2. On February 26, a Russian missile hit a low-level radioactive waste disposal site in Kharkiv, and on February 27, a Russian missile hit a radioactive waste disposal site in Kyiv, which was followed by a fire at the facility. Luckily, no radioactive pollution happened.
3. On March 3, Russian forces started firing on the city of Energodar, where the Zaporizhzhia NPP is located, the biggest nuclear plant in Europe. Later the NPP itself came under attack, in the course of which a fire broke out at the power plant. One of six reactors was damaged during the Russian takeover of the NPP. This did not result in radioactive pollution of the environment, however.
4. On March 6, during the intense bombing and shelling of Kharkiv, the Grad research nuclear facility was hit.
5. On March 9, Russians cut the power supply to the Chernobyl NPP. If not repaired, this may result in a nuclear accident within a few days.
With these events, the whole world saw that the invading Russian forces were attacking nuclear facilities, with an extreme risk of releasing damaging radioactive pollution or even causing nuclear accidents, and threatening to blow up the plants. It is impossible not to agree with the statement of President Volodymyr Zelensky and Ukrainian officials that Russia is carrying out acts of nuclear terrorism. More frightening is that the attacks on nuclear facilities are being carried out not by some terrorist group but by a state holding nuclear weapons.
Weak International Reaction: Why Is There Nothing beyond “Grave Concern”?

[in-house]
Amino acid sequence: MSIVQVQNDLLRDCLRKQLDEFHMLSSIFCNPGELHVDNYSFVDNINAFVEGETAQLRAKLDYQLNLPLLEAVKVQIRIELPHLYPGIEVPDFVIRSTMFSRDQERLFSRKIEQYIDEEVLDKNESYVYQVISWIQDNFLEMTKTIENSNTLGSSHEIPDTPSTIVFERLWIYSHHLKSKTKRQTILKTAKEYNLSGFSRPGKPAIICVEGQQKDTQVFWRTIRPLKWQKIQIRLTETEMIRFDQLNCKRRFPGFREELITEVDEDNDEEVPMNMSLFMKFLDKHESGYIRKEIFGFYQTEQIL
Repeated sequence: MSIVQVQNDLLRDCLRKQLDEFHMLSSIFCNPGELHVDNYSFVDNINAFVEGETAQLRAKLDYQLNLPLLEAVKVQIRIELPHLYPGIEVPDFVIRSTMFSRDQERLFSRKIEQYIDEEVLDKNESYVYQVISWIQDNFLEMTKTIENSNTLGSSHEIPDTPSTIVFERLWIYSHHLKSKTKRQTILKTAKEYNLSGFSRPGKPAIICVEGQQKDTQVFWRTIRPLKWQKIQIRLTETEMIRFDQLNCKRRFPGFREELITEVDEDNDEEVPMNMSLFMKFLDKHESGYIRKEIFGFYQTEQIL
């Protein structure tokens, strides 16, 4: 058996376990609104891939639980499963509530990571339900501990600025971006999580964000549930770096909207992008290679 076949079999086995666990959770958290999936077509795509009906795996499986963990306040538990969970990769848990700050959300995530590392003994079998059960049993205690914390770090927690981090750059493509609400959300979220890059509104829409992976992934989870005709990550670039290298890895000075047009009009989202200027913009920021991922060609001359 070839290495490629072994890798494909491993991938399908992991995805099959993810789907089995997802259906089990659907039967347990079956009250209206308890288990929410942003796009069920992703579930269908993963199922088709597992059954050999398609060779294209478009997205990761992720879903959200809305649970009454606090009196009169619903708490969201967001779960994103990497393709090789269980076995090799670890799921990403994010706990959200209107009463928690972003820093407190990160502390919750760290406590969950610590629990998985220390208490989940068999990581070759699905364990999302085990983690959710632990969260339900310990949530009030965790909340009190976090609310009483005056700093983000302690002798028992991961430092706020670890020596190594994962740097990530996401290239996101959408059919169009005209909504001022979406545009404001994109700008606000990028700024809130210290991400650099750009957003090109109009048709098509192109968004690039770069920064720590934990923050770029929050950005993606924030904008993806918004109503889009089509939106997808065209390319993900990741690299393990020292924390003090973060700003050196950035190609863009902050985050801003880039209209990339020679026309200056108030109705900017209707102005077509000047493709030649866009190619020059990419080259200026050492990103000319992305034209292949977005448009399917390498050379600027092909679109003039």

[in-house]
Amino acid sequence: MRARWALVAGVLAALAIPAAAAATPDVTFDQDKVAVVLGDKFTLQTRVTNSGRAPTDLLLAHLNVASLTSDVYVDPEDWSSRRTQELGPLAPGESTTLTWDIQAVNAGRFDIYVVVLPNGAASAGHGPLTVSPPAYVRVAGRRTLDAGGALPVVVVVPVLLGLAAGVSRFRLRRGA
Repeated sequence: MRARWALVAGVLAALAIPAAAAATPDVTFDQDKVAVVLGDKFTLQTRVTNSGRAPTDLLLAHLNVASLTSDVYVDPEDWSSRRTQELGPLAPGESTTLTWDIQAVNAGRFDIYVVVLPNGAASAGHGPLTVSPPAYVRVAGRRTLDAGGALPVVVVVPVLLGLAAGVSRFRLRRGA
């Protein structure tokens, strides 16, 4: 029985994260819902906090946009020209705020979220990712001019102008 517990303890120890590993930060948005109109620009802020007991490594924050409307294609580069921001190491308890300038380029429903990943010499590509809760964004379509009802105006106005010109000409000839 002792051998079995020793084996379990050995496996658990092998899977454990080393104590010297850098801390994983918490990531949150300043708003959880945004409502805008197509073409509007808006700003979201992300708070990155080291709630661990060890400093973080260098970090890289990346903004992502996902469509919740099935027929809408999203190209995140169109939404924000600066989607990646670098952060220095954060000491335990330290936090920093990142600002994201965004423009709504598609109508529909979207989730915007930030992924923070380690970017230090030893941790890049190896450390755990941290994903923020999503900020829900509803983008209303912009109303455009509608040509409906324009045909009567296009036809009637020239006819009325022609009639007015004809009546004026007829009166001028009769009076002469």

From the very beginning, Ukraine devoted a lot of diplomatic effort to contain Russia’s threat to nuclear safety in Ukraine by legal means, but without much success.
The world appears reluctant to take a clear-eyed view of the risks posed by the deliberate targeting of Ukraine’s nuclear facilities. The international reaction to Russian forces seizing the Chernobyl NPP was extremely weak. The attack on the Zaporizhzhia NPP elicited a stronger reaction. However, it was not followed by any practical proposals or efforts to stop Russian nuclear recklessness from threatening Europe and the whole world. So far we hear only appeals from the International Atomic Energy Agency (IAEA) “to refrain from any military or other action that could threaten the safety and security” of facilities with radioactive materials, or, a few days later, from the same agency, that “any military or other action that could threaten the safety or security of Ukraine’s nuclear power plants must be avoided.” The director general of the IAEA stressed that he was “gravely concerned” about the situation.